"All the SUVs and restaurants that you see in the city were bought with money from bank loans. It's a dangerous illusion. A month, two months without salaries and everything will be destroyed. Tomorrow Israel will decide that nobody can enter Jenin and everything is gone. If American and Europe stop sending money and the salaries are discontinued - there will be an intifada. What do we care about Jerusalem or Al-Aqsa, if we have nothing to eat?"
The dozens of cream-colored houses rebuilt in the camp after the Israeli invasion are already shabby. The walls of some are riddled with bullet holes again.
A neighbor reaches through the bars on the window of his house to remove a photo: a picture of his brother, Omar al-Sharif, who never had a chance to live in his renovated home, after being arrested and sentenced to 18 years in prison. On the bottom of the picture there's an inscription: "The clouds will never hide the light of the sun." Prisoner Al-Sharif hasn't had a family visit for half a year.
From the adjacent house, the neighbor, Basma Zawiad, emerges: Her brother disappeared in the Six-Day War and has been missing ever since.
Next we visit the Abu al-Haija home, at the outskirts of the camp. We first visited here in June 2003, just when the reconstruction was completed. At the time the five young children of the family lived here by themselves, while their father, mother and older brother were all imprisoned in Israel. The father, Sheikh Jamal Abu Haija, the Hamas spokesman in the camp, lost his hand in the invasion, hid as a wanted man until he was arrested and was sentenced to nine terms of life imprisonment for his part in sending the suicide terrorist to the murderous attack on Mount Meron. Their mother, Asmaa, was under administrative detention at the same time for nine months, without a trial. The children have grown up since then, the ceiling of the renovated house is already damp and a huge picture of the father of the family now stands in the middle of the living room.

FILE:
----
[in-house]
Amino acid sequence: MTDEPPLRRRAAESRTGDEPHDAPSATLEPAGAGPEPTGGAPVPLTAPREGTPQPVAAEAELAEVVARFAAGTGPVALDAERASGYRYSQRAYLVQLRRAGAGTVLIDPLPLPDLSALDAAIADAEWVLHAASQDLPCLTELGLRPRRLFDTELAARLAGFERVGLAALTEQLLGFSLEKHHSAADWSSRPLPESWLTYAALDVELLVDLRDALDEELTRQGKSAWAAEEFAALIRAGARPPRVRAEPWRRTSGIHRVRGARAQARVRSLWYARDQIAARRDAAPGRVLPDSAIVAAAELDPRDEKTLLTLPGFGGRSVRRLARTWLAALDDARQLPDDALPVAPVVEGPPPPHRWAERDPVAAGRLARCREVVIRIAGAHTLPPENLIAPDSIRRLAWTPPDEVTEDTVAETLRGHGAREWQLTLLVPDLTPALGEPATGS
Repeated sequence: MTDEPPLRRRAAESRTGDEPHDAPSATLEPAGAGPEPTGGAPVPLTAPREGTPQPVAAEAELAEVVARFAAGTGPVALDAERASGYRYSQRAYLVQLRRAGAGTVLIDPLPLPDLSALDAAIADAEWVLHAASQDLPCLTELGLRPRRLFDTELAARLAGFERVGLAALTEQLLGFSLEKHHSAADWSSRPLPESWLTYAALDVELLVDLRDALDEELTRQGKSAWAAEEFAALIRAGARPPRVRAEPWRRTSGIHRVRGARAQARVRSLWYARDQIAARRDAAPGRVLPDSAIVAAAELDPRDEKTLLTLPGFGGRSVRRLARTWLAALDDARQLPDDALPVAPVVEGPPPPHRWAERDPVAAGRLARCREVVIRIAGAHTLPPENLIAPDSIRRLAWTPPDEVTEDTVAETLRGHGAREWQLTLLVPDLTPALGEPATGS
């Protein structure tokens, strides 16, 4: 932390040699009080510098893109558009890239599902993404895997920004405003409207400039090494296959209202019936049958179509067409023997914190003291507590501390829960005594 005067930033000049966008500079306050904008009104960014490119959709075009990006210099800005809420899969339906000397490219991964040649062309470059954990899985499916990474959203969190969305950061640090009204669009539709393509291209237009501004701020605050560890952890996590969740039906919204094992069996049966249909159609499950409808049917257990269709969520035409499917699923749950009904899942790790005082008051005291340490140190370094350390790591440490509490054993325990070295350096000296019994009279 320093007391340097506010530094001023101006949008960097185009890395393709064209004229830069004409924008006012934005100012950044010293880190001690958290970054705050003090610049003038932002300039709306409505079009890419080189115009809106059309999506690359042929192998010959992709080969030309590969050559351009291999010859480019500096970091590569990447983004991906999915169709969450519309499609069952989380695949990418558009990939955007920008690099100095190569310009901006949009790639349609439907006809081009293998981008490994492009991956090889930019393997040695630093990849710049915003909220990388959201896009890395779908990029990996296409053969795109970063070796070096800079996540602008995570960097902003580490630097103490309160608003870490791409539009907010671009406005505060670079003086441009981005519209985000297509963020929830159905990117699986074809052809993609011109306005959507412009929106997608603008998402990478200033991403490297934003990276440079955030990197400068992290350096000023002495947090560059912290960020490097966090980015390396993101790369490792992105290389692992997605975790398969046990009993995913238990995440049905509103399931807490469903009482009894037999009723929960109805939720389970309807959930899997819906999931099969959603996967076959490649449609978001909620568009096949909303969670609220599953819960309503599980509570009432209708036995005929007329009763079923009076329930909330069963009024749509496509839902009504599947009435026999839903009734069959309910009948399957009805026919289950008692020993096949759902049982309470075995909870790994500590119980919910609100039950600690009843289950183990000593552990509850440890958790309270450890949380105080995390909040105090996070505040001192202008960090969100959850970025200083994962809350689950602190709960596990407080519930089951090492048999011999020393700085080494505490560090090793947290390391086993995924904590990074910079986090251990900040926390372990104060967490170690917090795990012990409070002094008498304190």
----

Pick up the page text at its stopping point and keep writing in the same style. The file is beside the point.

Jamal Abu Haija was imprisoned in solitary confinement for years; now he shares a cell with Ahmed Saadat, the leader of the PFLP. Only his youngest daughter, Sajida, is permitted to visit him. She is 15, and in another year she too won't be allowed to visit, since the regulation allows only children up to the age of 16 to come. The mother, a former prisoner, is not permitted to visit her husband either.
In spite of that, this family, who come from Ein Hud originally, keeps smiling. And it's not only the parents who have been imprisoned; three of their children have been as well. Their son Abdel Salam spent seven years in an Israeli prison and eight months in a Palestinian lockup. Now he owns a clothing stall in the city.
Abdel Salam doesn't expect anything from the United Nations either: "What's important is what happens on the ground, and in the near future nothing will happen because of the Palestinian split. Nothing will move. In the near future there's no chance for another intifada because of the weak situation of the Palestinians. The fear, however, is that Abu Mazen will agree to a state on 18 percent of Palestine and will give up the right of return. What Abu Mazen is doing is geared only to that and we're liable to lose all our rights because of him. On Friday I won't take to the streets. In any case, if I do demonstrate, the PA will come and arrest me.
"People usually don't like to talk about their economic situation, but now politics doesn't interest anyone here, everyone is only trying to find a way to live and to bring food to his children. The people in the camp, who used to be the most activist of all the Palestinians, who bore the resistance on their shoulders, discovered that they didn't achieve anything."
Abdel Salam recently married: on the anniversary of his mother's arrest, and on the day that Egyptian President Hosni Mubarak fell. His brother Hamzi, who was a traumatized young boy when we last visited his home, was released two days ago from a Palestinian prison, because of his activity in Hamas. His brother Imad also spent a year and a half in a Palestinian prison and two and a half years in an Israeli prison, as did their brotherAsam, who was under administrative detention in Israel.
Their mother, Asmaa, doesn't expect anything either. She doesn't like to watch Abu Mazen in action, so she wasn't planning to turn on the television to watch his UN speech. A flag? They are not allowed to display the Hamas flag, and won't bother to display the Palestinian flag.
Sajida returns from school, wrapped in her traditional black clothing: She asks us to do everything possible to enable her to continue visiting her father, even after she turns 16. Last time we were in the house, when her mother was in prison and she was a little girl, she showed us the dress she was waiting to wear for her mother's return.
Several sacred books have been added to the bookshelf since our last visit to this house, eight years ago, and the clock on the wall has stopped running. The truth is that in all the homes we visited this week in the Jenin camp there are wall clocks, and for some reason they have all stopped running.